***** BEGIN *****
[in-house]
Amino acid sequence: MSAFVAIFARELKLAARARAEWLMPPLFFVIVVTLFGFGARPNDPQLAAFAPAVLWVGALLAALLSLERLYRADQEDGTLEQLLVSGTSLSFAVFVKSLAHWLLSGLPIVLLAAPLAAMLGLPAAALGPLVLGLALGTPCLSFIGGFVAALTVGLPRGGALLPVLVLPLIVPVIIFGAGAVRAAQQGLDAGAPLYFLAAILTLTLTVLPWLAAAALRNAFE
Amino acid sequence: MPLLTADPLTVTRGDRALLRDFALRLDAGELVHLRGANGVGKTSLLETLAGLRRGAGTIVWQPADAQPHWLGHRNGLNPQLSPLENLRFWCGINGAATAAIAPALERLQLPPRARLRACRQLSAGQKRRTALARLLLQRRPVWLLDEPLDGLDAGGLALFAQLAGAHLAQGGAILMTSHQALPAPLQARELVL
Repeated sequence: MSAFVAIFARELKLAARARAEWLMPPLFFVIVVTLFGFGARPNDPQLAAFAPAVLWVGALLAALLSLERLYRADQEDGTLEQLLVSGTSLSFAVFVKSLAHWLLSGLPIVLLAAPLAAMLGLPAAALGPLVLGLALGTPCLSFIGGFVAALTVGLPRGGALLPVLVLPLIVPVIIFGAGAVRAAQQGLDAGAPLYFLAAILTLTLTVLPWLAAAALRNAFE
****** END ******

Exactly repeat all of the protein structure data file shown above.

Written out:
[in-house]
Amino acid sequence: MSAFVAIFARELKLAARARAEWLMPPLFFVIVVTLFGFGARPNDPQLAAFAPAVLWVGALLAALLSLERLYRADQEDGTLEQLLVSGTSLSFAVFVKSLAHWLLSGLPIVLLAAPLAAMLGLPAAALGPLVLGLALGTPCLSFIGGFVAALTVGLPRGGALLPVLVLPLIVPVIIFGAGAVRAAQQGLDAGAPLYFLAAILTLTLTVLPWLAAAALRNAFE
Amino acid sequence: MPLLTADPLTVTRGDRALLRDFALRLDAGELVHLRGANGVGKTSLLETLAGLRRGAGTIVWQPADAQPHWLGHRNGLNPQLSPLENLRFWCGINGAATAAIAPALERLQLPPRARLRACRQLSAGQKRRTALARLLLQRRPVWLLDEPLDGLDAGGLALFAQLAGAHLAQGGAILMTSHQALPAPLQARELVL
Repeated sequence: MSAFVAIFARELKLAARARAEWLMPPLFFVIVVTLFGFGARPNDPQLAAFAPAVLWVGALLAALLSLERLYRADQEDGTLEQLLVSGTSLSFAVFVKSLAHWLLSGLPIVLLAAPLAAMLGLPAAALGPLVLGLALGTPCLSFIGGFVAALTVGLPRGGALLPVLVLPLIVPVIIFGAGAVRAAQQGLDAGAPLYFLAAILTLTLTVLPWLAAAALRNAFE